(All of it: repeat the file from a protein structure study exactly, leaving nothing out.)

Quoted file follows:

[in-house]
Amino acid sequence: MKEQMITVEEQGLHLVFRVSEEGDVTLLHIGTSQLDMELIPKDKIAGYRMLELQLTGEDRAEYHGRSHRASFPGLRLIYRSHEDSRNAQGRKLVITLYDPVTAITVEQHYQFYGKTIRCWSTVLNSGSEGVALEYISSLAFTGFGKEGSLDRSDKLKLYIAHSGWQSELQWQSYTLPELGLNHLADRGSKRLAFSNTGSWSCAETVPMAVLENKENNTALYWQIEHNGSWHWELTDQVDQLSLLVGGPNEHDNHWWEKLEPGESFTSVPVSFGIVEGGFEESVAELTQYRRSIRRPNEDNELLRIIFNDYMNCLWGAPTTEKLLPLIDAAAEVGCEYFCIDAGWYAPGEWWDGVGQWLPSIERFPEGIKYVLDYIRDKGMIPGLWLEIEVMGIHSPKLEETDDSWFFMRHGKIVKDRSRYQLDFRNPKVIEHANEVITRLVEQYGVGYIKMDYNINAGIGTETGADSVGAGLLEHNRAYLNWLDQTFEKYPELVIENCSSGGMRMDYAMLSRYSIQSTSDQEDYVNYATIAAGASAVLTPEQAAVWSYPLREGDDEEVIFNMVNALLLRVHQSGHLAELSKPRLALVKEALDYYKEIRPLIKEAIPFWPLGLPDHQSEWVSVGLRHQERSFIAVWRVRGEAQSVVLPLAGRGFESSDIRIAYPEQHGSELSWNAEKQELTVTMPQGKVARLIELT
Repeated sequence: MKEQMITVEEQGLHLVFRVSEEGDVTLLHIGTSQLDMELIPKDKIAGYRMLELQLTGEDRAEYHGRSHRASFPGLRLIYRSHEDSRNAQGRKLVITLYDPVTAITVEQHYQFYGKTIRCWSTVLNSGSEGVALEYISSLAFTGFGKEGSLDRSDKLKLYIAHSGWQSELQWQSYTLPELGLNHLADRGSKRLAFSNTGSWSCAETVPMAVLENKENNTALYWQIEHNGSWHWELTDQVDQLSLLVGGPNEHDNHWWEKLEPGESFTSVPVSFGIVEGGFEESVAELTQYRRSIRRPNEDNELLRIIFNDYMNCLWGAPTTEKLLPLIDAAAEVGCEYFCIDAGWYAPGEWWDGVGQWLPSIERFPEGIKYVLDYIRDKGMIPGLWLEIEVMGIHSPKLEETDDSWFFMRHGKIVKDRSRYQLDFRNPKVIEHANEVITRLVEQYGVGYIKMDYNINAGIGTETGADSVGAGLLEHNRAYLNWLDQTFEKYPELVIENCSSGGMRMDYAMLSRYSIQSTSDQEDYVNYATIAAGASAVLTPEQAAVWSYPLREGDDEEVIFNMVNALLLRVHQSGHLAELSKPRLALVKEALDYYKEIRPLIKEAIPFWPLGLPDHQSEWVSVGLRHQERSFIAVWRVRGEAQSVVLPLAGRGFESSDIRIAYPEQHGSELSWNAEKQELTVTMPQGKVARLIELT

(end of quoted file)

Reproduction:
[in-house]
Amino acid sequence: MKEQMITVEEQGLHLVFRVSEEGDVTLLHIGTSQLDMELIPKDKIAGYRMLELQLTGEDRAEYHGRSHRASFPGLRLIYRSHEDSRNAQGRKLVITLYDPVTAITVEQHYQFYGKTIRCWSTVLNSGSEGVALEYISSLAFTGFGKEGSLDRSDKLKLYIAHSGWQSELQWQSYTLPELGLNHLADRGSKRLAFSNTGSWSCAETVPMAVLENKENNTALYWQIEHNGSWHWELTDQVDQLSLLVGGPNEHDNHWWEKLEPGESFTSVPVSFGIVEGGFEESVAELTQYRRSIRRPNEDNELLRIIFNDYMNCLWGAPTTEKLLPLIDAAAEVGCEYFCIDAGWYAPGEWWDGVGQWLPSIERFPEGIKYVLDYIRDKGMIPGLWLEIEVMGIHSPKLEETDDSWFFMRHGKIVKDRSRYQLDFRNPKVIEHANEVITRLVEQYGVGYIKMDYNINAGIGTETGADSVGAGLLEHNRAYLNWLDQTFEKYPELVIENCSSGGMRMDYAMLSRYSIQSTSDQEDYVNYATIAAGASAVLTPEQAAVWSYPLREGDDEEVIFNMVNALLLRVHQSGHLAELSKPRLALVKEALDYYKEIRPLIKEAIPFWPLGLPDHQSEWVSVGLRHQERSFIAVWRVRGEAQSVVLPLAGRGFESSDIRIAYPEQHGSELSWNAEKQELTVTMPQGKVARLIELT
Repeated sequence: MKEQMITVEEQGLHLVFRVSEEGDVTLLHIGTSQLDMELIPKDKIAGYRMLELQLTGEDRAEYHGRSHRASFPGLRLIYRSHEDSRNAQGRKLVITLYDPVTAITVEQHYQFYGKTIRCWSTVLNSGSEGVALEYISSLAFTGFGKEGSLDRSDKLKLYIAHSGWQSELQWQSYTLPELGLNHLADRGSKRLAFSNTGSWSCAETVPMAVLENKENNTALYWQIEHNGSWHWELTDQVDQLSLLVGGPNEHDNHWWEKLEPGESFTSVPVSFGIVEGGFEESVAELTQYRRSIRRPNEDNELLRIIFNDYMNCLWGAPTTEKLLPLIDAAAEVGCEYFCIDAGWYAPGEWWDGVGQWLPSIERFPEGIKYVLDYIRDKGMIPGLWLEIEVMGIHSPKLEETDDSWFFMRHGKIVKDRSRYQLDFRNPKVIEHANEVITRLVEQYGVGYIKMDYNINAGIGTETGADSVGAGLLEHNRAYLNWLDQTFEKYPELVIENCSSGGMRMDYAMLSRYSIQSTSDQEDYVNYATIAAGASAVLTPEQAAVWSYPLREGDDEEVIFNMVNALLLRVHQSGHLAELSKPRLALVKEALDYYKEIRPLIKEAIPFWPLGLPDHQSEWVSVGLRHQERSFIAVWRVRGEAQSVVLPLAGRGFESSDIRIAYPEQHGSELSWNAEKQELTVTMPQGKVARLIELT